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I can't remember the last time I went to a gas station and it didn't have a notice that the gas contained some quantity of ethanol. As I understand it, ethanol is harder on my engine than regular gasoline, is a boondoggle in terms of the environmental benefits, and is just a sneaky way for politicians to buy votes from farmers and tree-huggers.

Politics aside, I'd prefer not to use the stuff because I am doing my best to get my car to 200K miles before I consider a new one. Is it even possible to buy non-ethanol gas anymore, or is there some law now requiring all gas stations to have some blend of it?

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This is a region-specific question. Since this is an international forum, you can't assume your readers are in the same country you are (although the term "gasoline" does give you away :-). For example, you can most certainly still buy ethanol-free petrol in Australia. –  staticsan May 31 '11 at 5:20

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There is not a federal law that forces the use of ethanol blends but some states have laws that try to encourage its use and there might be a state that requires it.

Searching online, I see very different opinions about the potential negative effects on your engine from the use of E10. (Mostly on older vehicles as newer vehicles are agreed to handle it correctly). Regardless, I would contact the maker of your vehicle and see if they have a recommendation for your specific make/model/year. If they say it works fine in your car, then you don't have to worry.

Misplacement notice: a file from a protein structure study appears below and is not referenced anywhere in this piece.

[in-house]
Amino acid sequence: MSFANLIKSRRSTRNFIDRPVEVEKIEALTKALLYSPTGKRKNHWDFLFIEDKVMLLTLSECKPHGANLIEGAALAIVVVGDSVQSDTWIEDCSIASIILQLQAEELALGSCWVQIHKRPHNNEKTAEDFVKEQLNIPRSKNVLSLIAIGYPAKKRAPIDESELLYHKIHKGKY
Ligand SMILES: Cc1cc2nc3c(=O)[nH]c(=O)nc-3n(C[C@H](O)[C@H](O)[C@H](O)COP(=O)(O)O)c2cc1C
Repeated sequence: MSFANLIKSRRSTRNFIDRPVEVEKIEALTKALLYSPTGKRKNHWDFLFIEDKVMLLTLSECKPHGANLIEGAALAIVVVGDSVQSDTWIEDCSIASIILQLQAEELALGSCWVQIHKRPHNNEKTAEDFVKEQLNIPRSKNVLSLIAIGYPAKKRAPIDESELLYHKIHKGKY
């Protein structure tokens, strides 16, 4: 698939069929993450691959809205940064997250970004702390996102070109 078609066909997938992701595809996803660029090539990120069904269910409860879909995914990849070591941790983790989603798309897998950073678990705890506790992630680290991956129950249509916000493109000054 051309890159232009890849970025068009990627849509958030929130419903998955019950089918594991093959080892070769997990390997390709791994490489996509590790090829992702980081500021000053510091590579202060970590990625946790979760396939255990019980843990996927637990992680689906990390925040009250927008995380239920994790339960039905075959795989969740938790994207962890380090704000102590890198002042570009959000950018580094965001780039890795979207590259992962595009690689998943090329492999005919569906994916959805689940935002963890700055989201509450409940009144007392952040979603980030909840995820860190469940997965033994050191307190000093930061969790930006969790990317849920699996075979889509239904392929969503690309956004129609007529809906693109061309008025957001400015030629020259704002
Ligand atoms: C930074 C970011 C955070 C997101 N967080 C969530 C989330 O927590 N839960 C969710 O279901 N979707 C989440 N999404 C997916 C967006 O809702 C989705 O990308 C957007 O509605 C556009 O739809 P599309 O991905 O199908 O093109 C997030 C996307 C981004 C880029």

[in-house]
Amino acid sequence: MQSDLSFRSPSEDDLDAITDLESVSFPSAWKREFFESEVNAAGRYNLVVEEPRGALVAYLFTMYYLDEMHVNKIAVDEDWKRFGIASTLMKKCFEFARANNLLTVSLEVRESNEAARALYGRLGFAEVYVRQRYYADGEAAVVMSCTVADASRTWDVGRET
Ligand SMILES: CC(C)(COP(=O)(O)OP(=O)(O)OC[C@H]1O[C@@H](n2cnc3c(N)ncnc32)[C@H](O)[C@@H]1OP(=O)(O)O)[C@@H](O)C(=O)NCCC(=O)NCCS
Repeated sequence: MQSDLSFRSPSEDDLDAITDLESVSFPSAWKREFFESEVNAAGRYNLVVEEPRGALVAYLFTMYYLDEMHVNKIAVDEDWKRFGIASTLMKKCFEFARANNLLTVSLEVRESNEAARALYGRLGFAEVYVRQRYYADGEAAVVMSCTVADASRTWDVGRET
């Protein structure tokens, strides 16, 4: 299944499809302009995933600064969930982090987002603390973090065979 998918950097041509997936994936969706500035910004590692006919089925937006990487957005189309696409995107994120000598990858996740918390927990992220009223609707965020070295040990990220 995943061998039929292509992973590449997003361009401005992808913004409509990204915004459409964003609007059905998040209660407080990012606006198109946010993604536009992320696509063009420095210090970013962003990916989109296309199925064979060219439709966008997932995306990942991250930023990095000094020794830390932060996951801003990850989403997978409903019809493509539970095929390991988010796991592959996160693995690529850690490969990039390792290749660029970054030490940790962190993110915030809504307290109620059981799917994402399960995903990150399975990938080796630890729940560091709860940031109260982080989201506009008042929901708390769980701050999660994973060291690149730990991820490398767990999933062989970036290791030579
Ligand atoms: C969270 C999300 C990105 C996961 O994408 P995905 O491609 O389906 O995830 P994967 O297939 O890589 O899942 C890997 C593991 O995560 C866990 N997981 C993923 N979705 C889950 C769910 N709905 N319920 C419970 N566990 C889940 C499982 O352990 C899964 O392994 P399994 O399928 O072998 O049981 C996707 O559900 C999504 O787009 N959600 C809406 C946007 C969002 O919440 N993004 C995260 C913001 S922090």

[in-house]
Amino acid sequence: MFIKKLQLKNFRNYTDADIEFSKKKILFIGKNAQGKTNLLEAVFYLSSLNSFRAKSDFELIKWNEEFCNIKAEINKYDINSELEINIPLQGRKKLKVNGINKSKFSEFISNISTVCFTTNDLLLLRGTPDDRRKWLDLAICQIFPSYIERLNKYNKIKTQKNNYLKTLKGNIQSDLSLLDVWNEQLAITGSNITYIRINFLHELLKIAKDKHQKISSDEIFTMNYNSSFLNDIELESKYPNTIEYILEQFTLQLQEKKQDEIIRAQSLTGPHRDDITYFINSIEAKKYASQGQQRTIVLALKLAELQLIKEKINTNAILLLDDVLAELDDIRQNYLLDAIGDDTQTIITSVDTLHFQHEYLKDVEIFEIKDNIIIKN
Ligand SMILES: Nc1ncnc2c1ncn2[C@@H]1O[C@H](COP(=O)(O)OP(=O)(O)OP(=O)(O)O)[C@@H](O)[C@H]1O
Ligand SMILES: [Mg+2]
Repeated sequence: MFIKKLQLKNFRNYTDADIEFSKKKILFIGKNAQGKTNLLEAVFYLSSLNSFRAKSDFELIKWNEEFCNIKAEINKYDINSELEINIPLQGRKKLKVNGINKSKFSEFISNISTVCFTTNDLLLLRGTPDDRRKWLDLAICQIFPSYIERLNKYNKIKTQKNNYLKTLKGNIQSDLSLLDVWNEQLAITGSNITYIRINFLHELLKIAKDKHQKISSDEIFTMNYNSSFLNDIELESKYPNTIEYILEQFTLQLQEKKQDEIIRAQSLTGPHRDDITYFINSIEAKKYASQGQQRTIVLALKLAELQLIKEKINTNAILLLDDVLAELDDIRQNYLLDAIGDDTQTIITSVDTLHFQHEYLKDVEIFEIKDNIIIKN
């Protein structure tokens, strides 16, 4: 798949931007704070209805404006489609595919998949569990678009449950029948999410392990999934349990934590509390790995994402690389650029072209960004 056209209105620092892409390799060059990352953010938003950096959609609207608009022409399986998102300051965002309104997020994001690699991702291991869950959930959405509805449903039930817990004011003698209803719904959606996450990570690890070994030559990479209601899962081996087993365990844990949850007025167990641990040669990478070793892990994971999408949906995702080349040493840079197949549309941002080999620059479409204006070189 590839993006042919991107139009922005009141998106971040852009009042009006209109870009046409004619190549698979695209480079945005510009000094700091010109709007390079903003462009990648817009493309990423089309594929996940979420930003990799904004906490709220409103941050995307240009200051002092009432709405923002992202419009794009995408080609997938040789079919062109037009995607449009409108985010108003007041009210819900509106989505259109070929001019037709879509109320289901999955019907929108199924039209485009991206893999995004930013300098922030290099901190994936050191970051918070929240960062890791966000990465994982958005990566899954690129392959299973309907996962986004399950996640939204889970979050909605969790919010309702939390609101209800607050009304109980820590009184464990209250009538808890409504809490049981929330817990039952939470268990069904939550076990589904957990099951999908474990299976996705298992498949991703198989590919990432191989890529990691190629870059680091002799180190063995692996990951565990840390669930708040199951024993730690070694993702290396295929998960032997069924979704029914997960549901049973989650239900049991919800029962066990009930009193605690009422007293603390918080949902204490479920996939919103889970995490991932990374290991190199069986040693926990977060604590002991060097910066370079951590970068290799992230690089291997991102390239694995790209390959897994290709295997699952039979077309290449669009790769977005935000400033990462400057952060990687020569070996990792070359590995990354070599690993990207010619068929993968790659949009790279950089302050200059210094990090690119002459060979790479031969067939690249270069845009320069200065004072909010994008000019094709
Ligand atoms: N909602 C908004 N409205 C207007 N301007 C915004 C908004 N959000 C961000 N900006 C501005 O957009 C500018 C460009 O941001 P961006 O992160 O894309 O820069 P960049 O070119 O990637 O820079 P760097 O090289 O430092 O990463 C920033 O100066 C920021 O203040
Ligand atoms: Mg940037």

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Last time I filled up, I noticed that the "regular" pumps had a sticker that said the gas may contain up to 10% ethanol. The "super" pumps did not have a similar sticker, so going with a higher octane gas might be the way to go. This was on the east coast of Canada.

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Non-ethanol fuel is supposedly available in nearly all of the USA, just hard to find. There are certain airplane engines that are certified to use automobile grade gasoline as long as it does not contain any ethanol. I hear it's getting harder for them to find the appropriate fuel these days, but that they are still able to get it. Try asking around at your local small airport, ideally one with an EAA club as those are the pilots most likely to have airplanes with engines capable of using automobile grade gas.

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There's at least one Web site that tries to catalog stations selling unblended gasoline. Here's one for the U.S. and Canada:

http://pure-gas.org/

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